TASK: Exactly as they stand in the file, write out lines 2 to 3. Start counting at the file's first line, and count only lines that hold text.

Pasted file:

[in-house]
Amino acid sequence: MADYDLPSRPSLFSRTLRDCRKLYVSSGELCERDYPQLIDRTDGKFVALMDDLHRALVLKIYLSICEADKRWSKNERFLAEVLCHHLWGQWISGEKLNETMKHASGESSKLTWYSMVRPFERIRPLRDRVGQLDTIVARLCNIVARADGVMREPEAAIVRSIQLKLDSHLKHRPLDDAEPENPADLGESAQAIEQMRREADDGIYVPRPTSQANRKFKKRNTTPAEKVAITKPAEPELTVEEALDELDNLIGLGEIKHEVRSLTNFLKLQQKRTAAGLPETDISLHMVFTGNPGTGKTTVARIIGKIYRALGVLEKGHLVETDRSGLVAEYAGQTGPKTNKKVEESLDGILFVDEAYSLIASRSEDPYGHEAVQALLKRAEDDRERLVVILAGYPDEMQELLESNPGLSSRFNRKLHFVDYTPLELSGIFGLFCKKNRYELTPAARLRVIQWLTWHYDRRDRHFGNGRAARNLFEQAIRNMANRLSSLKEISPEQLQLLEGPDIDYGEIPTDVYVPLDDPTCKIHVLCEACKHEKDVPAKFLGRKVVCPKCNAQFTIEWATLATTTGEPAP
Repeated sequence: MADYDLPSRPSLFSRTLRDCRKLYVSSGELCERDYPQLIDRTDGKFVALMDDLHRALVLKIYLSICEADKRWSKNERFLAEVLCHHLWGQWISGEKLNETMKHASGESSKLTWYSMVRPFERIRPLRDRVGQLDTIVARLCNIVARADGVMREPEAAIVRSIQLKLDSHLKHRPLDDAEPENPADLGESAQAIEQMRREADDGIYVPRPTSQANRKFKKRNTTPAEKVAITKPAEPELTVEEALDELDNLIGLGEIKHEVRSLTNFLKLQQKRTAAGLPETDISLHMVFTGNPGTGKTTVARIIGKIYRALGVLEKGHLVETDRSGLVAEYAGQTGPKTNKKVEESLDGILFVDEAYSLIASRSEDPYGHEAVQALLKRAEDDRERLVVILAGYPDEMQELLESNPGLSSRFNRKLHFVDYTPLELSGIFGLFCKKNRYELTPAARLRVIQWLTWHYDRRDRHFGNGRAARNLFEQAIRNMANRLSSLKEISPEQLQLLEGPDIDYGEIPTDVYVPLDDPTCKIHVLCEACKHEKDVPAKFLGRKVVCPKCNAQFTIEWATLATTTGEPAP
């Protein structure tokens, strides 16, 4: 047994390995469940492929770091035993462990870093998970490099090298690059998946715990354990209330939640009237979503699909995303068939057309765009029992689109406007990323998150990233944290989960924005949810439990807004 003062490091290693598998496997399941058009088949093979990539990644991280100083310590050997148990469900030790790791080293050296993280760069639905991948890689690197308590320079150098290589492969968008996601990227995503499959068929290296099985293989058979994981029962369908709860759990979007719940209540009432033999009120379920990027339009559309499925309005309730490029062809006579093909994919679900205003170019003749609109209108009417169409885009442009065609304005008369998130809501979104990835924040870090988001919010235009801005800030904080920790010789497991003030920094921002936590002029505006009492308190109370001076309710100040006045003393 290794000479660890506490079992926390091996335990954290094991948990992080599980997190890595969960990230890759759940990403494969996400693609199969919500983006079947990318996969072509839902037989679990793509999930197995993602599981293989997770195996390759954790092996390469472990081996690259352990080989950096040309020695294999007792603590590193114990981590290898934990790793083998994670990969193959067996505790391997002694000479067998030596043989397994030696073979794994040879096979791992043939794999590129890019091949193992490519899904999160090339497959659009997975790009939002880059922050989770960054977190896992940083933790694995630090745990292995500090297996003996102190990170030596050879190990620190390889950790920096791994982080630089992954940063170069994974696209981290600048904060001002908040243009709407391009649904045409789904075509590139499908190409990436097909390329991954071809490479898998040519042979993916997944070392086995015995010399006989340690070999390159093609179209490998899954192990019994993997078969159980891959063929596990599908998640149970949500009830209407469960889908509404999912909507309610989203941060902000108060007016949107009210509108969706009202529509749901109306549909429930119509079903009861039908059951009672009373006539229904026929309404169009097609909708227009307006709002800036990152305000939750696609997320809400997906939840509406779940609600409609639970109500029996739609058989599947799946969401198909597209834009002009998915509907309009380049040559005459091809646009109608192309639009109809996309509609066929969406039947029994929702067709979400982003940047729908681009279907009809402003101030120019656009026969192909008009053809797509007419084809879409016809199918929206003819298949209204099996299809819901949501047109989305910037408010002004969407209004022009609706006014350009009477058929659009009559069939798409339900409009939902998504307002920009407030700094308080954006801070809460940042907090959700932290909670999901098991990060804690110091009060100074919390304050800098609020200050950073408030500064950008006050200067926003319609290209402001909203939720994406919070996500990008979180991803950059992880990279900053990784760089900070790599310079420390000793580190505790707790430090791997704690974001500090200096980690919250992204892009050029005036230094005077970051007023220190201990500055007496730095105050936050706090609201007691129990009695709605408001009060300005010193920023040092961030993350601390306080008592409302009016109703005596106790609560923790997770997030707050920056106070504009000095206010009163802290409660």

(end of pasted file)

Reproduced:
Amino acid sequence: MADYDLPSRPSLFSRTLRDCRKLYVSSGELCERDYPQLIDRTDGKFVALMDDLHRALVLKIYLSICEADKRWSKNERFLAEVLCHHLWGQWISGEKLNETMKHASGESSKLTWYSMVRPFERIRPLRDRVGQLDTIVARLCNIVARADGVMREPEAAIVRSIQLKLDSHLKHRPLDDAEPENPADLGESAQAIEQMRREADDGIYVPRPTSQANRKFKKRNTTPAEKVAITKPAEPELTVEEALDELDNLIGLGEIKHEVRSLTNFLKLQQKRTAAGLPETDISLHMVFTGNPGTGKTTVARIIGKIYRALGVLEKGHLVETDRSGLVAEYAGQTGPKTNKKVEESLDGILFVDEAYSLIASRSEDPYGHEAVQALLKRAEDDRERLVVILAGYPDEMQELLESNPGLSSRFNRKLHFVDYTPLELSGIFGLFCKKNRYELTPAARLRVIQWLTWHYDRRDRHFGNGRAARNLFEQAIRNMANRLSSLKEISPEQLQLLEGPDIDYGEIPTDVYVPLDDPTCKIHVLCEACKHEKDVPAKFLGRKVVCPKCNAQFTIEWATLATTTGEPAP
Repeated sequence: MADYDLPSRPSLFSRTLRDCRKLYVSSGELCERDYPQLIDRTDGKFVALMDDLHRALVLKIYLSICEADKRWSKNERFLAEVLCHHLWGQWISGEKLNETMKHASGESSKLTWYSMVRPFERIRPLRDRVGQLDTIVARLCNIVARADGVMREPEAAIVRSIQLKLDSHLKHRPLDDAEPENPADLGESAQAIEQMRREADDGIYVPRPTSQANRKFKKRNTTPAEKVAITKPAEPELTVEEALDELDNLIGLGEIKHEVRSLTNFLKLQQKRTAAGLPETDISLHMVFTGNPGTGKTTVARIIGKIYRALGVLEKGHLVETDRSGLVAEYAGQTGPKTNKKVEESLDGILFVDEAYSLIASRSEDPYGHEAVQALLKRAEDDRERLVVILAGYPDEMQELLESNPGLSSRFNRKLHFVDYTPLELSGIFGLFCKKNRYELTPAARLRVIQWLTWHYDRRDRHFGNGRAARNLFEQAIRNMANRLSSLKEISPEQLQLLEGPDIDYGEIPTDVYVPLDDPTCKIHVLCEACKHEKDVPAKFLGRKVVCPKCNAQFTIEWATLATTTGEPAP